Maverick Life


Uche Okeke – of legacies, interactive artworks and minting NFTs

Uche Okeke – of legacies, interactive artworks and minting NFTs
Artwork, Uche Okeke. (Image: Supplied)

Creating a legacy is demanding enough. But sustaining it, keeping it fresh, tight and relevant in an ever-trending, dog-eats-dog art world is much harder. With this new initiative, Professor Uchefuna Christopher Okeke’s progeny are creating an evolving legacy for their father and the father of African Modernism.

“Young artists in a new nation, that is what we are! We must grow with the new Nigeria and work to satisfy her traditional love for art or perish with our colonial past” – Uche Okeke, Zaria Art Society Manifesto, Natural Synthesis (1960 Nigeria’s independence from Britain)

It was the father of African Modernism and a Nigerian national treasure, the late Professor Uchefuna Christopher Okeke’s deepest desire to leave a living legacy. Okeke was an artist, academic writer, illustrator, sculptor, prolific art collector and, most importantly, a “bridge builder”. No one quite knows how this idea took hold, but his daughter, Salma Uche-Okeke, suspects that it may have been planted through her father’s “ferocious reading”.

A living legacy is a bit of a contradiction with its old school, more-dead-than-alive connotations. But Okeke’s legacy was not an investment in self-importance or even about his art works or limited to the visual arts. Rather it was one seated in a deeply held, humanitarian philosophy of improving humanity through connection, expansion and open mindedness. In a true democratic approach, he “wanted his facilities and intellectual property to be made available to the world”. Salma explains that her father’s “direction not about producing art” so much as “it was about creating an enabling environment for artists in Nigeria and outside Nigeria”. He “developed a curriculum for them, helping to push Nigerians outside of these shores. He wanted it (art) to be a career path that anybody would be proud to be involved in, and be sustainable.” 

Uche Okeke

Uche Okeke (1933 – 2015). (Photo: Shelley Kusnetz)

Her father “wanted to project his ideas further, and he knew that the best way to go about it was to institutionalise his ideas. What he wanted to leave behind could not go as far if it was just embodied in his own personal achievements, so he needed to be bigger than that. He was already collecting other artists’ work; he had large archives, a library and people who donated from all over the world.” 

Uche Okeke

‘Nza The Smart’, Uche Okeke, 1958. (Image: Supplied)

In his 70th year Okeke started working with a young man who had sought him out and was helping him enter the digital world. Tragically the young man was murdered, and the process not completed. “My sister and I said: ‘Well, if this young man who has already started this process is not here we must continue’,” said Salma. So the sisters took the blueprint of their father’s living legacy and put a spin on it. In keeping with his progressive outlook the Okeke sisters introduced a digital idea that would mirror his game-changing, innovative approach. One which ticked all the boxes of originality, fun and engagement. And it’s globally accessible and inclusive and, more importantly, encourages participation. A dynamic legacy for “generations to come”.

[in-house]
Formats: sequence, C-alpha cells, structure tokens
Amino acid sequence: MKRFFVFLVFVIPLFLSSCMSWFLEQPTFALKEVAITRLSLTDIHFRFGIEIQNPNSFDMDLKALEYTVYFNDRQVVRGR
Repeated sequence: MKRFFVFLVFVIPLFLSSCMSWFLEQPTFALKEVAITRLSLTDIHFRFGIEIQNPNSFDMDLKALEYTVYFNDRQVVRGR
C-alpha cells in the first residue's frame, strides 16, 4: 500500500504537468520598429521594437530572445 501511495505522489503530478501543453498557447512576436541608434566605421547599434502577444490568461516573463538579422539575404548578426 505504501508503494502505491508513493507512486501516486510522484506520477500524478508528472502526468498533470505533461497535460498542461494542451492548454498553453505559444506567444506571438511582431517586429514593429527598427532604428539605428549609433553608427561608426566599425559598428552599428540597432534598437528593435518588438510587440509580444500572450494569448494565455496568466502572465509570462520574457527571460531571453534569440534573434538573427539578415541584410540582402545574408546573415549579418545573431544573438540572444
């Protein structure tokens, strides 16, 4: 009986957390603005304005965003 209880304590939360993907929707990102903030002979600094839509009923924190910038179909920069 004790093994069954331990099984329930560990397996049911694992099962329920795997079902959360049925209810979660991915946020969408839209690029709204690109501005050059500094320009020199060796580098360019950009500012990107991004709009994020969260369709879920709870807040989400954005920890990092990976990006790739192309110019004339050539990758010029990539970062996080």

Okeke’s legacy kicks off with a regular website highlighting a comprehensive and careful selection of works that best reflect his particular ethos and context. Then the fun begins. So often exhibition goers go to a show where they get to do eyeball work which maybe includes a feeling and or thinking response. Consumption is often limited to the cerebral. It’s definitely not a scratch-and-sniff experience. Any physical involvement is strictly off limits; no touching when so often works seem to beg to be felt. You may taste but only with your eyes. And no smelling, you must keep your distance. And definitely no interactive modifications whatsoever.

Uche Okeke

‘Portait of Mr Isaac O. Okeke’, Uche Okeke, 1957. (Image: Supplied)

Uche Okeke

‘Bring With Oveearly Birds Nimo’, Uche Okeke, 1993. (Image: Supplied)

This is where the Okeke’s legacy ratchets up and shakes off the staid idea of legacy and the passive interaction with artworks. Via an app on the website, visitors to the site get to choose works to interact with. It could be Okeke’s drawings, brightly coloured paintings or monochromatic pieces in a variety of mediums – the range is wide. Once a work is chosen, visitors to the site can make changes using the app, thereby engaging with the creative spirit underlying Okeke’s primary creations, and at the same time add their own flavour. These modifications are then translated into unique, can’t-be-copied NFTs (non-fungible tokens or digital assets). These will then be assessed by art experts and the top NFT will be minted. This is a great opportunity for the chosen because with NFTs you don’t have to rely on a middleman (read gallery), you can sell your token directly to the consumer and get to keep the profits and you stand to get royalties every time your token is sold to a new owner. Plus, your token has been ratified by the Okeke legacy.

One gets a sense of Professor Okeke giving a bearded smile from under his signature beret.

So, who was Professor Uchefuna Christopher Okeke? For Nigerians, he was the father of African Modernism. He also reintroduced the traditional Igbor Uli style and was one of the founder members of the Natural Synthesis movement and the recipient of the MFR (Member of the Order of the Federal Republic) by the president of the Federal Republic of Nigeria, and the Federal Government Award for distinguished service in the arts and culture sector.